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Single-sex ruling does not make singular sense

There is a delicate balance to be struck between allowing faiths to maintain their own traditions and ensuring children are educated to be part of mainstream British life, writes Daniel Finkelstein

    There is to be a new statue of suffragette and educational reformer Dame Millicent Fawcett in Parliament Square
    There is to be a new statue of suffragette and educational reformer Dame Millicent Fawcett in Parliament Square (Getty)

    It’s a bit puzzling. That’s the first thing to say about the Al-Hijrah case. Actually more than a bit puzzling.

    The decision by the Appeal Court that an Islamic school should not be allowed to educate boys and girls separately leaves an obvious question hanging. What about Eton? Or, come to that, North London Collegiate? Or any number of single sex state schools.

    The ruling seems to suggest that while you can educate boys and girls separately on two campuses, you cannot do so on a single campus. This will not prevent segregation, it will just force schools who practise it to move to two sites. Could it, for instance, affect Hasmonean’s plans to move to adjacent buildings?

    And even if the ruling were to be extended to all single-sex schooling, it isn’t obvious that it would produce greater equality. Many academics argue that girls are the main winners when there is separation between the genders.

    The ruling is worrying in another way. There is a delicate balance to be struck between allowing faiths to maintain their own traditions and ensuring everyone who lives in this country is educated to be part of mainstream British life.

    I worry that this case reflects the difficulty that Ofsted, the school inspectorate, and now the courts have in getting to grips with this admittedly difficult problem. If this had been an Anglican school that happened to be separated into single-sex establishments on the same campus, I very much doubt it would ever have ended in court.

    So this ruling is a symbol of unease with faith schools. And while I strongly agree that nothing should be allowed in a faith school that would be illegal anywhere else, I also think that nothing should be illegal in a faith school that would be legal anywhere else.

    That all having been said, I don’t think it’s a mystery how they came to make what looks to me, on the surface of it, rather like a blunder.

    The first thing is this. The school’s case is that education of the sexes is separate but equal. I haven’t been there so all I can go on is their contention. But if the girls’ school taught more about being “homemakers” than the boys’ school did then it would certainly not be the first faith establishment to do so. I think, if we are honest about it, that our own faith schools are not as careful as they might be in conditioning boys and girls to regard themselves as equal.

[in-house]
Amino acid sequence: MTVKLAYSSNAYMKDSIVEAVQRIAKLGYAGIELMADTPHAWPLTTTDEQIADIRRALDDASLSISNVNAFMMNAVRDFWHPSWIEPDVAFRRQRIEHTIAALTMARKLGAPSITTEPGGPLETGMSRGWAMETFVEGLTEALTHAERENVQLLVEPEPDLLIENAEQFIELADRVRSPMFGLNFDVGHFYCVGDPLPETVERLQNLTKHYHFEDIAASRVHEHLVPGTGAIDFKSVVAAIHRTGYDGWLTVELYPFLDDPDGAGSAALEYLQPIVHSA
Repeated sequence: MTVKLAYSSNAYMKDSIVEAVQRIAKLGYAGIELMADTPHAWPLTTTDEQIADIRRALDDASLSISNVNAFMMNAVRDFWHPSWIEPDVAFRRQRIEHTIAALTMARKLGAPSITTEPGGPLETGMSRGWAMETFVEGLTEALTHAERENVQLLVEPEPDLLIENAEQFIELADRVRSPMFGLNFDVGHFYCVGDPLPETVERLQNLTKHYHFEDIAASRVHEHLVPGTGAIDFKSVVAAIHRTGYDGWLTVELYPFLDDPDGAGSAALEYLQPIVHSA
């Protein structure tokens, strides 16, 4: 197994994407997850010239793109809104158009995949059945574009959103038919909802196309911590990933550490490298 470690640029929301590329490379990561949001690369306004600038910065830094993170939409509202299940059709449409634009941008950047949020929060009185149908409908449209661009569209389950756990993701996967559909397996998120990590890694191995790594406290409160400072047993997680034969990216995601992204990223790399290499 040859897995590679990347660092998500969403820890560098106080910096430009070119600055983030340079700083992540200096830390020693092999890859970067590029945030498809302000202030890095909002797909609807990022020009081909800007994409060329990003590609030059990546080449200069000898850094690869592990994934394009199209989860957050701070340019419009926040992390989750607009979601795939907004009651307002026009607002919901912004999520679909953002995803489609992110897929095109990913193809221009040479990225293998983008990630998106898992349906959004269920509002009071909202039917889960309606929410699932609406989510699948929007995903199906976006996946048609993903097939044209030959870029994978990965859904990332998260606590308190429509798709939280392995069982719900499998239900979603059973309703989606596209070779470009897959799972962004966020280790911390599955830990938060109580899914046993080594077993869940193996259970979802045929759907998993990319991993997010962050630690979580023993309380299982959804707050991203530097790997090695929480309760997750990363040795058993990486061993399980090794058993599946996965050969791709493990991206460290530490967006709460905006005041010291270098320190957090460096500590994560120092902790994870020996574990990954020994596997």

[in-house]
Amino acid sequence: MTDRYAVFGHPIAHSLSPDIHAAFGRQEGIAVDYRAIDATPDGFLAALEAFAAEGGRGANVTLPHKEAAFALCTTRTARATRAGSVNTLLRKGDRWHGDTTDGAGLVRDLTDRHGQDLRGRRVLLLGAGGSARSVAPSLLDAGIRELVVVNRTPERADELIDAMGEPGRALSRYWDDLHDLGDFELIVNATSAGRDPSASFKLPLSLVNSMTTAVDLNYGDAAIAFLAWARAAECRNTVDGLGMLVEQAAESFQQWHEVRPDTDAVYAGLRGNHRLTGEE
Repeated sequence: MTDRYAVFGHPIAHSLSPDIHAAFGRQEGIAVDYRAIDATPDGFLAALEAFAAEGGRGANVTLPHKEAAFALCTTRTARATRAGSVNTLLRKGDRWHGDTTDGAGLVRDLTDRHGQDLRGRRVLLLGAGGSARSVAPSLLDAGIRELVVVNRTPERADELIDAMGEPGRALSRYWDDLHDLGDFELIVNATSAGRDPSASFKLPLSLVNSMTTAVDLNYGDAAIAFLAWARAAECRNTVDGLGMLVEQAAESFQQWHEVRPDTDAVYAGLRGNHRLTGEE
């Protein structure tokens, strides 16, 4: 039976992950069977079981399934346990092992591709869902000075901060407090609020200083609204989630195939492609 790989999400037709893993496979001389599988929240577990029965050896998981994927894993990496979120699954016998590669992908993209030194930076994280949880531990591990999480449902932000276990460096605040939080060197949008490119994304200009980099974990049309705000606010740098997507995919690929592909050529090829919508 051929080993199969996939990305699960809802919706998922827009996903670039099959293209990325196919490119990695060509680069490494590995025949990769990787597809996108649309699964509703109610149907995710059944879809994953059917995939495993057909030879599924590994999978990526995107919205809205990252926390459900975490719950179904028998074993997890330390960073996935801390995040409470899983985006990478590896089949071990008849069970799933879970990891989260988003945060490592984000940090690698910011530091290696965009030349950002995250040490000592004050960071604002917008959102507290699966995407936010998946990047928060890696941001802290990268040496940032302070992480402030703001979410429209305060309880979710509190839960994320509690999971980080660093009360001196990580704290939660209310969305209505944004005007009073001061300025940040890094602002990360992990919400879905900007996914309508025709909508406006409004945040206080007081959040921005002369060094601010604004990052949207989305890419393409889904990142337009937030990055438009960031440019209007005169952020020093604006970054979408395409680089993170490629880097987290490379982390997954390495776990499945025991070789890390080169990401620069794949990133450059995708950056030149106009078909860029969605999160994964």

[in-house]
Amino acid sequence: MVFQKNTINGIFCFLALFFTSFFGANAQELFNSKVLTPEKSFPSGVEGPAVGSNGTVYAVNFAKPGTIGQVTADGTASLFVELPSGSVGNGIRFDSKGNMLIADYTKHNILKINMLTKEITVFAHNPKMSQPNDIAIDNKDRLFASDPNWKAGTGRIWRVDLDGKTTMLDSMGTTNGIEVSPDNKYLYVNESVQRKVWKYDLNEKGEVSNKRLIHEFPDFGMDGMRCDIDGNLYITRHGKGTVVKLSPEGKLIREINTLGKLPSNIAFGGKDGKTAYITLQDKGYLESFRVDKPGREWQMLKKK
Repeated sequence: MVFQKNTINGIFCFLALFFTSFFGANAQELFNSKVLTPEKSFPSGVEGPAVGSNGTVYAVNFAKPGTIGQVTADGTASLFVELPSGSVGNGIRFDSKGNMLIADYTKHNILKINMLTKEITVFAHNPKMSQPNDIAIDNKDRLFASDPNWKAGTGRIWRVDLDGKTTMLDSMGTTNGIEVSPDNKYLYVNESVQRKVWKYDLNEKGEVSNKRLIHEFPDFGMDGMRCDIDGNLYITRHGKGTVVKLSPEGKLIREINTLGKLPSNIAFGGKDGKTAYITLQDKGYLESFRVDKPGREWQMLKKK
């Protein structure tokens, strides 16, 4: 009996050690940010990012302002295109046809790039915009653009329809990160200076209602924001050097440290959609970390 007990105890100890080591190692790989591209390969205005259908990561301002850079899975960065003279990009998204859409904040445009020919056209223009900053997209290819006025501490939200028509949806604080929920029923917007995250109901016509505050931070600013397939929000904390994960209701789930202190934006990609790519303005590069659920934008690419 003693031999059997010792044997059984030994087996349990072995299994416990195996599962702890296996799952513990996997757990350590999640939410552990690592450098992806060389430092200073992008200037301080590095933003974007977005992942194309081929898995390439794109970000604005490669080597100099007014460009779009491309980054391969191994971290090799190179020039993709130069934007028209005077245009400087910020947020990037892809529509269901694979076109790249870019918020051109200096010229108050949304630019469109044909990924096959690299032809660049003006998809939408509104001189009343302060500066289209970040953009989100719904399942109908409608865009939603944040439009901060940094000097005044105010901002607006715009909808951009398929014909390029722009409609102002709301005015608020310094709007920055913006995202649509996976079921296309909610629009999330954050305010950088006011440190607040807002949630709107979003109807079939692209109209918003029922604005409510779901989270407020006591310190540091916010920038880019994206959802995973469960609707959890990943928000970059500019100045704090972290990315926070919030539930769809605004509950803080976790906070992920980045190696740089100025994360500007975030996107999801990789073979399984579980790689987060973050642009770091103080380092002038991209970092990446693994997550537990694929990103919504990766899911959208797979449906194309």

Traditional roles in the home can be reinforced in religious institutions. So maybe Ofsted was concerned about this.

    The second point is that complete segregation between girls and boys is not very good preparation for modern life. Some separation between the sexes in schools can play a role, and even be good for girls, as I’ve noted. But cutting boys off completely from girls is not healthy or right.

    Recently I have been campaigning, successfully as it turns out, for a statue of the women’s suffrage leader Dame Millicent Fawcett to be placed in Parliament Square. One of my objectives is that, placed in this location, her monument should be a symbol that equality for women is part of the modern British identity (albeit that it is still an objective rather than a reality).

    While accepting that different communities have different backgrounds and traditions, I believe we have a right to insist upon certain common standards of citizenship, and equality for women is such a standard. I have long believed this is something the Jewish community should reflect upon. We are, I’m afraid, still a very long way from ensuring such equality.

    Insofar as Ofsted is trying to question and challenge the idea of complete segregation, I understand entirely why they find it troubling. And I share a suspicion that separate will not mean equal, a claim that was made in the American Deep South, when they tried to justify Jim Crow.

    So I see what they are trying to do. But this particular decision does seem heavy-handed and, as I’ve said, a bit puzzling.

    Daniel Finkelstein is associate editor of The Times

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